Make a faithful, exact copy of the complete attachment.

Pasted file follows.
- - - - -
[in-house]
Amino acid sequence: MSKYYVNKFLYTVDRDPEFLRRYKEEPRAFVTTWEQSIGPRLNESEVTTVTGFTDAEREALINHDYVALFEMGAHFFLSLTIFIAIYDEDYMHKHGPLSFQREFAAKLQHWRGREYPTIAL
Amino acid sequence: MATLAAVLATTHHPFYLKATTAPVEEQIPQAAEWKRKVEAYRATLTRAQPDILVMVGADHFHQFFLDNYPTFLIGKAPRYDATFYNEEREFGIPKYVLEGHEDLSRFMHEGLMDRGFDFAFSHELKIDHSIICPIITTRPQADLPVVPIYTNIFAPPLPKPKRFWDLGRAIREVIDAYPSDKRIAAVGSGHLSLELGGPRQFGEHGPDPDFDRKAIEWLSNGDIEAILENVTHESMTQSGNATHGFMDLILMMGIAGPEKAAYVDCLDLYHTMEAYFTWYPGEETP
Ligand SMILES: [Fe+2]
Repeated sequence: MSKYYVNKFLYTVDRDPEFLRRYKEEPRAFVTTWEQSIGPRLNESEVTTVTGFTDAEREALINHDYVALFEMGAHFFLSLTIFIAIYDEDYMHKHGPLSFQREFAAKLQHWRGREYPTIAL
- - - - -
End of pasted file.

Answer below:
[in-house]
Amino acid sequence: MSKYYVNKFLYTVDRDPEFLRRYKEEPRAFVTTWEQSIGPRLNESEVTTVTGFTDAEREALINHDYVALFEMGAHFFLSLTIFIAIYDEDYMHKHGPLSFQREFAAKLQHWRGREYPTIAL
Amino acid sequence: MATLAAVLATTHHPFYLKATTAPVEEQIPQAAEWKRKVEAYRATLTRAQPDILVMVGADHFHQFFLDNYPTFLIGKAPRYDATFYNEEREFGIPKYVLEGHEDLSRFMHEGLMDRGFDFAFSHELKIDHSIICPIITTRPQADLPVVPIYTNIFAPPLPKPKRFWDLGRAIREVIDAYPSDKRIAAVGSGHLSLELGGPRQFGEHGPDPDFDRKAIEWLSNGDIEAILENVTHESMTQSGNATHGFMDLILMMGIAGPEKAAYVDCLDLYHTMEAYFTWYPGEETP
Ligand SMILES: [Fe+2]
Repeated sequence: MSKYYVNKFLYTVDRDPEFLRRYKEEPRAFVTTWEQSIGPRLNESEVTTVTGFTDAEREALINHDYVALFEMGAHFFLSLTIFIAIYDEDYMHKHGPLSFQREFAAKLQHWRGREYPTIAL